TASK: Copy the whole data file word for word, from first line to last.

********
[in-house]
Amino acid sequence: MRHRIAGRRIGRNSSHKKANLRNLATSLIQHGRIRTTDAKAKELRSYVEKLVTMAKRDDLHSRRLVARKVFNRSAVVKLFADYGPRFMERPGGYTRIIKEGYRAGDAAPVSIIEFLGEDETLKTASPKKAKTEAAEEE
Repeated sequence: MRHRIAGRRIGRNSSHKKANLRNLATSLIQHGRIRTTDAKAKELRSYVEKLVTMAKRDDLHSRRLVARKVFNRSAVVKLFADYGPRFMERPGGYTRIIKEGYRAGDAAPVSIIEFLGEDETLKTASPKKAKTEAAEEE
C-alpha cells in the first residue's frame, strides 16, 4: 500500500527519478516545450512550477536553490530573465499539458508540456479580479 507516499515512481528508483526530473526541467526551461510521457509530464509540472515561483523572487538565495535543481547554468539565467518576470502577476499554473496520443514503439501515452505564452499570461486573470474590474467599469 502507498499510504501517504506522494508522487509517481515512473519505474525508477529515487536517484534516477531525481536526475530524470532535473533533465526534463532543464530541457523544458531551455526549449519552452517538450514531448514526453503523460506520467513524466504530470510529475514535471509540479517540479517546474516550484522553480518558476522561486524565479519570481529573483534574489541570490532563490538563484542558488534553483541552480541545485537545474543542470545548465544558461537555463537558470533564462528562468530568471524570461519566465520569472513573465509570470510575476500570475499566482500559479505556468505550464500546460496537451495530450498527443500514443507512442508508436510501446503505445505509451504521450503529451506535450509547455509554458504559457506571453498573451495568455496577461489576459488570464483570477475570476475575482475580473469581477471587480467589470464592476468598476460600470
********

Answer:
[in-house]
Amino acid sequence: MRHRIAGRRIGRNSSHKKANLRNLATSLIQHGRIRTTDAKAKELRSYVEKLVTMAKRDDLHSRRLVARKVFNRSAVVKLFADYGPRFMERPGGYTRIIKEGYRAGDAAPVSIIEFLGEDETLKTASPKKAKTEAAEEE
Repeated sequence: MRHRIAGRRIGRNSSHKKANLRNLATSLIQHGRIRTTDAKAKELRSYVEKLVTMAKRDDLHSRRLVARKVFNRSAVVKLFADYGPRFMERPGGYTRIIKEGYRAGDAAPVSIIEFLGEDETLKTASPKKAKTEAAEEE
C-alpha cells in the first residue's frame, strides 16, 4: 500500500527519478516545450512550477536553490530573465499539458508540456479580479 507516499515512481528508483526530473526541467526551461510521457509530464509540472515561483523572487538565495535543481547554468539565467518576470502577476499554473496520443514503439501515452505564452499570461486573470474590474467599469 502507498499510504501517504506522494508522487509517481515512473519505474525508477529515487536517484534516477531525481536526475530524470532535473533533465526534463532543464530541457523544458531551455526549449519552452517538450514531448514526453503523460506520467513524466504530470510529475514535471509540479517540479517546474516550484522553480518558476522561486524565479519570481529573483534574489541570490532563490538563484542558488534553483541552480541545485537545474543542470545548465544558461537555463537558470533564462528562468530568471524570461519566465520569472513573465509570470510575476500570475499566482500559479505556468505550464500546460496537451495530450498527443500514443507512442508508436510501446503505445505509451504521450503529451506535450509547455509554458504559457506571453498573451495568455496577461489576459488570464483570477475570476475575482475580473469581477471587480467589470464592476468598476460600470